Silva would be wise to consider his compatriot Joao Virginia for a game or two in the Carabao Cup to kick things off. The 19-year-old made the rather surprising switch from Arsenal 12 months ago, but has long been touted as a star of the future and kept 14 clean sheets in 21 appearances for the U23s last term. The time is right to give him more of a challenge.
Leicester – James Justin
Anyone who watched Luton’s relentless charge to League One promotion last season will be aware of Justin’s gifts. For a bargain price of just £6m up front, Leicester are set to find out for themselves just how good the full-back production line is at Kenilworth Road.
From Norwich’s Premier League-bound duo of Max Aarons and Jamal Lewis, to Bristol City’s Jay Dasilva and now Justin, the Hatters are massive drivers of attacking full-backs who can also handle their defensive business.
Justin can play on either side, but settled into a left-back role under Nathan Jones at Luton thanks in part to the rampaging destruction caused by Jack Stacey on the right. He’s unlikely to play much initially while Ben Chilwell and Ricardo Pereira hold down the starting berths, but will surely have a significant role to play under Brendan Rodgers.
Liverpool – Rhian Brewster
Winning the Champions League before making your competitive debut is not a customary path to success, and Brewster still has a long way to go to fulfil his undoubted potential. But ending 18 months of injury hell with a smile on his face and a medal around his neck in Madrid would have contented even the most unenthusiastic onlookers.
Two operations were required to fix ankle and knee problems inflicted in a Premier League 2 game in January 2018, three months after he’d won the Golden Boot at the Under-17 World Cup. It restricted the 19-year-old to just two appearances for Liverpool’s U23s last season.
However, his involvement in Jurgen Klopp’s matchday squad for huge European ties against Barcelona and Tottenham show that the German still has plenty of faith in his teenage targetman, who could well step into the squad spot vacated by Daniel Sturridge this summer.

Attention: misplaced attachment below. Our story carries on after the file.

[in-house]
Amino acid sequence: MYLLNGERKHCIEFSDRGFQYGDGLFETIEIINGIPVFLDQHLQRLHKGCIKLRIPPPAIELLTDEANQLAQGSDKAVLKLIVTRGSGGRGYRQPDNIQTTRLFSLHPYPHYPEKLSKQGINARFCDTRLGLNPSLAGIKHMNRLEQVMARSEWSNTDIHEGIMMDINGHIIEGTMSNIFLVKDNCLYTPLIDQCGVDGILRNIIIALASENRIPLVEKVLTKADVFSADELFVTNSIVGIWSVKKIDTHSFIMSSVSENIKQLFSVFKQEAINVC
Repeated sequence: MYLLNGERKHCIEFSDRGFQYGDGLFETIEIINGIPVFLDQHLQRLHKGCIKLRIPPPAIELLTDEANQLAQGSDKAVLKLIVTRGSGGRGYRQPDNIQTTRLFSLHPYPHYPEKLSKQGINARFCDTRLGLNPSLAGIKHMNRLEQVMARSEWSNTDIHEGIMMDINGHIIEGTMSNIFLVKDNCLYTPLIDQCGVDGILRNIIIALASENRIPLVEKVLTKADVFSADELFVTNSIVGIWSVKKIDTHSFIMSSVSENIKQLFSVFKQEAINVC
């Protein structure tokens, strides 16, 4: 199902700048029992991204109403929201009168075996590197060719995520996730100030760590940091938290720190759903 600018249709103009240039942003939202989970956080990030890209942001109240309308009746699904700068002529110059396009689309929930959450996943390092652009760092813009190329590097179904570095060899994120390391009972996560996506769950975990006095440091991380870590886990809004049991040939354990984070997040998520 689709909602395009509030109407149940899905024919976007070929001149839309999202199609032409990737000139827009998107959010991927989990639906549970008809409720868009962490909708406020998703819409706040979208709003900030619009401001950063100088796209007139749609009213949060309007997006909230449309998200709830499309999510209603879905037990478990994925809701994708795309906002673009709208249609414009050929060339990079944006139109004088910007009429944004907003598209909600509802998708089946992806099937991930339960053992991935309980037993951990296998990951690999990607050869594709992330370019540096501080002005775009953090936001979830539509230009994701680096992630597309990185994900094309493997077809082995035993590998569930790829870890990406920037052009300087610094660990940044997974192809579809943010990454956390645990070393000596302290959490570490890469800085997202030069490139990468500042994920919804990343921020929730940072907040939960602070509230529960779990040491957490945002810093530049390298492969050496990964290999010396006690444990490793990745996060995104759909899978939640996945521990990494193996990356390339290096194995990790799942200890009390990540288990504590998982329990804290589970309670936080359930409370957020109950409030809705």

Manchester City – Phil Foden
Foden provided the highlight of England’s tournament at the Under-21 European Championship finals this summer, when he slalomed through the French defence before slotting home into the bottom corner. Things went decidedly downhill from that moment for Aidy Boothroyd’s side, though the majestic nature of that solo goal – and subsequent reaction from those watching on – demonstrated the high regard in which the youngster is held.
Pep Guardiola has an unenviable task on his hands to maintain the extraordinary standards his team has set in Manchester over the past two years, and establishing the prodigious Foden as more than just a bit-part player remains challenging for the Catalan.
The Stockport-born teen has just 374 Premier League minutes to his name and will be hoping, if not demanding, a significant increase in the season he turns 20. David Silva is entering his final year as a City player, but the team already has his successor.
Manchester United – Mason Greenwood
With Ole at the wheel, prospects for the teenage contingent at Old Trafford improved overnight. Greenwood’s cameo in Paris for United’s memorable Champions League comeback victory against PSG will live long in memory for the forward.